Spaghetti-Os, Spaghetti-Os, Wherefore art thou, Spaghetti-Os?
So . . . I was sitting around in my foam curlers, Dale Evans holsters and fuzzy bunny slippers, thinking about what I'd write today when an e-mail from a friend triggered some memories: She was in the process of defrosting her freezer!
Sometimes I think my skill set is, uh, a tad limited. Oh sure, I can string together enough words to write a proper thank-you note. And I practice the recommended method for using dental floss. I can reload a tape dispenser in no time flat. I have excellent spatial abilities. I can even roll my tongue. (The ability to do so is likely not an inherited trait, despite what you may have been taught in Bio 101.) But really, what skill do I possess that's truly useful in the real world?
What a gift it was, then, this unexpected boost to my self-esteem, this detail in my friend's note to remind me that I am not just a shivering blob of protoplasm (something else that doesn't match what we learned in Bio 101), but protoplasm in shivering possession of an actual, bona fide practical skill. I, too, know how to defrost a freezer!
I give a nod here to my father, the one who taught me. Actually, he didn't so much teach me, as allow me sit cross-legged on the floor next to him while he de-iced the frozen mess. And with that great, gelatinous glop that is a child's brain, I learned by watching him.
Our refrigerator was stylish
stainless-steel, a 1950s built-in behemoth. It had a bottom-drawer freezer featuring a big basket on rollers that made it easy to access the contents: loaves of Oroweat from the day-old store, a half-gallon rectangle of banana-walnut ice cream (Dad's favorite, ick), white-wrapped hamburger clods, and the foil-clad salmon my grandfather would deliver once each year when he came down from Oregon in his camper truck. That fish was a thing we never, ever ate, and it had a habit of burying itself at the bottom of the drawer.The freezer also had an ingenious built-in system for alerting us when it was time to remove the accumulated ice: the drawer would be so impacted that it would no longer open! Nothing says "fix me" like inaccessible ice cream.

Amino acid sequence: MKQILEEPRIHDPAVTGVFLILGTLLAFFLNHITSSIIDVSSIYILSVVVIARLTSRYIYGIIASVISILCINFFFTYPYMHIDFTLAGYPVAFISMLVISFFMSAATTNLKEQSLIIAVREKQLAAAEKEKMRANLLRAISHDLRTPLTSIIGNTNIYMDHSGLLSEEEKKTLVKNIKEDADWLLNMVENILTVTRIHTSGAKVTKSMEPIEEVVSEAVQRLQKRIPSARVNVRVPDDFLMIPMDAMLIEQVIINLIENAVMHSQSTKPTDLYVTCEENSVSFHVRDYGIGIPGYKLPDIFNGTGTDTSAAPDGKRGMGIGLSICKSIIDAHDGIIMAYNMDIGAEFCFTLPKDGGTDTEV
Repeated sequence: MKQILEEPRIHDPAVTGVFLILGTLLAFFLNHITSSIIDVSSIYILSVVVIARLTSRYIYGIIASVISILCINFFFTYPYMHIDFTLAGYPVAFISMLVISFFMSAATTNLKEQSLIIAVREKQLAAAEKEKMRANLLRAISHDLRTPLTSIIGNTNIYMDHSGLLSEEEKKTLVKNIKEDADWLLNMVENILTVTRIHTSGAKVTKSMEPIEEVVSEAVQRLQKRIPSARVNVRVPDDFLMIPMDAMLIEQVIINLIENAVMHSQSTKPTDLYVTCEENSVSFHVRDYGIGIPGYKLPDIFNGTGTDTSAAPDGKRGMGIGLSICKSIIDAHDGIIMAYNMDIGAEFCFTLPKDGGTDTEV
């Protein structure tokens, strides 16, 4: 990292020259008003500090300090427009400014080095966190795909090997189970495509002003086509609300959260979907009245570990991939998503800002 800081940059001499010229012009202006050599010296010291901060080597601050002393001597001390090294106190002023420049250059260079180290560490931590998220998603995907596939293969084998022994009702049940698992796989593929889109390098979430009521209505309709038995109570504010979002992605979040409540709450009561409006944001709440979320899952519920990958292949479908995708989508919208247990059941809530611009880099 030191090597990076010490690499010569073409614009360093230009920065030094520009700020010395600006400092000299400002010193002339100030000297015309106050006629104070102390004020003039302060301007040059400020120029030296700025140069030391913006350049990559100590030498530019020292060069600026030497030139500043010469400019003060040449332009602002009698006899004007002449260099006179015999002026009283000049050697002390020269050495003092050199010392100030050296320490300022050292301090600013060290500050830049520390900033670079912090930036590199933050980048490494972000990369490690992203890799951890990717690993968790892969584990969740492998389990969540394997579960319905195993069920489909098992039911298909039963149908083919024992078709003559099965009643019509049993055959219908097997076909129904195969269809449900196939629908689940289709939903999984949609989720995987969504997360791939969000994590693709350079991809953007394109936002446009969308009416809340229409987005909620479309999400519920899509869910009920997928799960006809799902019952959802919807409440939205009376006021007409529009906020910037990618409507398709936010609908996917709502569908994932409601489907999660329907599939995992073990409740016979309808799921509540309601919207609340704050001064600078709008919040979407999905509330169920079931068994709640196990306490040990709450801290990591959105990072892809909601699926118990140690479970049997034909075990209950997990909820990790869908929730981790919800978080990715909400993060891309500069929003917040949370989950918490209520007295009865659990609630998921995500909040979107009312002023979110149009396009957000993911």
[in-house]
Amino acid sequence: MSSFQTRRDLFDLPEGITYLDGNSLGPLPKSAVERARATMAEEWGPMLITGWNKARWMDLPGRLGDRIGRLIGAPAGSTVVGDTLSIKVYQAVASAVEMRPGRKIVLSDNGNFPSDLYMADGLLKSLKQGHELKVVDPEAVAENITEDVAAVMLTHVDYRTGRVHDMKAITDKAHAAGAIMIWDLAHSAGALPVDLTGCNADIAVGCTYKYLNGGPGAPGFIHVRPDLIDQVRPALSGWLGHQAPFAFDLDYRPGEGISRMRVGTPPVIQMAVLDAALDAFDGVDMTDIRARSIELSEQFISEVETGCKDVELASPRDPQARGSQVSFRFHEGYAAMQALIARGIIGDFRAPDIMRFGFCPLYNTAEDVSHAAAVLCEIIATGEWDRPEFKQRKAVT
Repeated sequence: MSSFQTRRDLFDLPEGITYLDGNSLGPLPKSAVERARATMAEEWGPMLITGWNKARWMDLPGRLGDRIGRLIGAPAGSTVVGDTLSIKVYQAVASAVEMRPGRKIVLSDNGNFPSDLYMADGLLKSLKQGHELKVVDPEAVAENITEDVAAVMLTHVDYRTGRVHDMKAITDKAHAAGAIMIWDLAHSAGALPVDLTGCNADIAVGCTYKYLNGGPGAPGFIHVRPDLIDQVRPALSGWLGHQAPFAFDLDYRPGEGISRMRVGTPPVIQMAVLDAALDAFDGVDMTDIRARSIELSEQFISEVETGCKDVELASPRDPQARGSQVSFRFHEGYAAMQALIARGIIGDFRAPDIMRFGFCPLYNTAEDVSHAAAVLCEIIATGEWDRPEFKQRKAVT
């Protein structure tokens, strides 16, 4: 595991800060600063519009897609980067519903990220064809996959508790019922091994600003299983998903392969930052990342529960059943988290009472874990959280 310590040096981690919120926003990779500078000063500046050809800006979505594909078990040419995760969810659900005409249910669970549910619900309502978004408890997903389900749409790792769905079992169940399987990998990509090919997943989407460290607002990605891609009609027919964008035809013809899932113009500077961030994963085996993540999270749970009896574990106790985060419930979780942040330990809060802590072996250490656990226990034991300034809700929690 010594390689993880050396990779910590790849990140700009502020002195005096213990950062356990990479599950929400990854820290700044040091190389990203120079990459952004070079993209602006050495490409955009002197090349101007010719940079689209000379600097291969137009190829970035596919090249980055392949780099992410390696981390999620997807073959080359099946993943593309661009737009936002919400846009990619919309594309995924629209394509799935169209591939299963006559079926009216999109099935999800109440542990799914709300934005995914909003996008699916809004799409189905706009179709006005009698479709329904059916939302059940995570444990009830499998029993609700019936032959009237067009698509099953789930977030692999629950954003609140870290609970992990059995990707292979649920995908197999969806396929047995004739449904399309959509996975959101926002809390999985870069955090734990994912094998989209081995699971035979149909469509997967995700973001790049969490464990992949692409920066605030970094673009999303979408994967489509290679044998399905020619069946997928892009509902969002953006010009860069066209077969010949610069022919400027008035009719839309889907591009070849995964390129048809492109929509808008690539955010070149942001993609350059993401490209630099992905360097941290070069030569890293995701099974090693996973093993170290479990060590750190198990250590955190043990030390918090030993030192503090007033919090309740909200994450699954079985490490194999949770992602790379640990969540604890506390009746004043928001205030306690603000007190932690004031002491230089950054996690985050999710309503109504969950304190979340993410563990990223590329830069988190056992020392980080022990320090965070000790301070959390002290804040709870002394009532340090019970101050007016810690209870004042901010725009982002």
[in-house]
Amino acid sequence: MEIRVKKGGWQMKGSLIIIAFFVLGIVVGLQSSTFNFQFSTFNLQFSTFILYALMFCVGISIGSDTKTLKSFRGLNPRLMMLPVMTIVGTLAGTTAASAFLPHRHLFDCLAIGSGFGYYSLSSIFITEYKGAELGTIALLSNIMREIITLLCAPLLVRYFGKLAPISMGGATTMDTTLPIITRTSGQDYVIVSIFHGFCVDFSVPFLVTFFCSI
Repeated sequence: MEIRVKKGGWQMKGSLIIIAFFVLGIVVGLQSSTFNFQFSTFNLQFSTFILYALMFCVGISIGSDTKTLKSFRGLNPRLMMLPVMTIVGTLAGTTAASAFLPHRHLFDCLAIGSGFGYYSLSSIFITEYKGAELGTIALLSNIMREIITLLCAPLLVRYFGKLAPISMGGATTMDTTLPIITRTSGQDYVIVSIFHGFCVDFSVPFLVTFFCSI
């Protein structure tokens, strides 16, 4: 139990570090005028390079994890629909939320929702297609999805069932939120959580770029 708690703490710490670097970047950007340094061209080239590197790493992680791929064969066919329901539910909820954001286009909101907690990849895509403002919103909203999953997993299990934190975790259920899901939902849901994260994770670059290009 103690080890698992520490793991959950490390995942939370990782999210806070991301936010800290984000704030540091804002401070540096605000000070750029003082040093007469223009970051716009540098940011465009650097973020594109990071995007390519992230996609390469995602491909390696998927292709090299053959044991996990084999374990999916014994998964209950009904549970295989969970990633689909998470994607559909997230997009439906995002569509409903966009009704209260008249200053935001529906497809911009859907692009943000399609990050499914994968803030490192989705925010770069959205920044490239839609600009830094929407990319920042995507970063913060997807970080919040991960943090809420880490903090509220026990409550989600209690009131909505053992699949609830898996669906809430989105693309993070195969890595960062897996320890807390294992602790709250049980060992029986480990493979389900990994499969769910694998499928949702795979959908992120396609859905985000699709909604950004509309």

Defrosting the freezer was a father's job. My dad would switch off the appliance and fetch some towels from the linen closet. Then he'd lay a mat of newspaper on the kitchen floor and set a pan of hot water in the freezer drawer. After a bit of time had passed, he'd open the freezer and take to the ice with his specialized collection of defrosting implements: table knives, spatulas and wooden spoons. Dad explained the importance of not using a tool that was too sharp, lest the freezer walls be damaged. Dad hammered and chiseled. Softening slabs of ice broke free, and soon enough, the sliding drawer would loosen, and the lost treasure of frozen food would emerge!
My job was to carry the soup pots of shed ice out to the yard. I dumped them on the grass while Dad continued to scrape and pry, pound and jiggle, digging out the last bits of ice. When at last he was done, he sopped up the mess with the clean bath towels, and I stuffed the soaking newspaper in the trash. The freezer was clicked on. Bread and burger and banana-walnut were reinstalled. The big, frozen fish, ice-burnt at the ends where its aluminum wrapper had peeled back, was thudded into the metal garbage can outside.
And just in the nick of time, it seemed, as soon would come the inevitable phone call from my grandfather. He would soon be headed to town. And surprise of surprises, he was bringing us a special fish!
Coda: Defrosting a freezer is like falling off a bicycle—you never forget how to do it. But is it any wonder I own a frost-free model?
Nancy Carol Moody
I'm a poet and a letter-writer. Yup, that kind. The kind who uses pens and paper and actual stamps. The kind who will leave the house with nothing on the agenda but to get to the mailbox before the scheduled pick-up time. The kind who understands that technology is a wondrous thing, but nothing quite beats finding a real letter with a real stamp on it amid the credit card solicitations, pizza coupons and seminar catalogs.